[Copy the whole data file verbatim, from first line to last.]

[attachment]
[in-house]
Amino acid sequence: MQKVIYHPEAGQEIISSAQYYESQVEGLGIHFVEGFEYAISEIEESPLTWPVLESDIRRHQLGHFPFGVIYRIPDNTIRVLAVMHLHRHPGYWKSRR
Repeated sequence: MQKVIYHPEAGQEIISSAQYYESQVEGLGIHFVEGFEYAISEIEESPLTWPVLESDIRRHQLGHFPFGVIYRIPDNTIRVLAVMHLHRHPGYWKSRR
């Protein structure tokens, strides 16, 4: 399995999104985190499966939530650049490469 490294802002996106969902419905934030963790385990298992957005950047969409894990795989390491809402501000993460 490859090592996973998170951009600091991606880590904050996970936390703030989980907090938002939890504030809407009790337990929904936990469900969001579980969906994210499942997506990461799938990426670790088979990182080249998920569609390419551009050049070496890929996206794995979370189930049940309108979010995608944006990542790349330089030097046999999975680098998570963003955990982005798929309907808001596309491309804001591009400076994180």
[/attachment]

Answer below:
[in-house]
Amino acid sequence: MQKVIYHPEAGQEIISSAQYYESQVEGLGIHFVEGFEYAISEIEESPLTWPVLESDIRRHQLGHFPFGVIYRIPDNTIRVLAVMHLHRHPGYWKSRR
Repeated sequence: MQKVIYHPEAGQEIISSAQYYESQVEGLGIHFVEGFEYAISEIEESPLTWPVLESDIRRHQLGHFPFGVIYRIPDNTIRVLAVMHLHRHPGYWKSRR
């Protein structure tokens, strides 16, 4: 399995999104985190499966939530650049490469 490294802002996106969902419905934030963790385990298992957005950047969409894990795989390491809402501000993460 490859090592996973998170951009600091991606880590904050996970936390703030989980907090938002939890504030809407009790337990929904936990469900969001579980969906994210499942997506990461799938990426670790088979990182080249998920569609390419551009050049070496890929996206794995979370189930049940309108979010995608944006990542790349330089030097046999999975680098998570963003955990982005798929309907808001596309491309804001591009400076994180």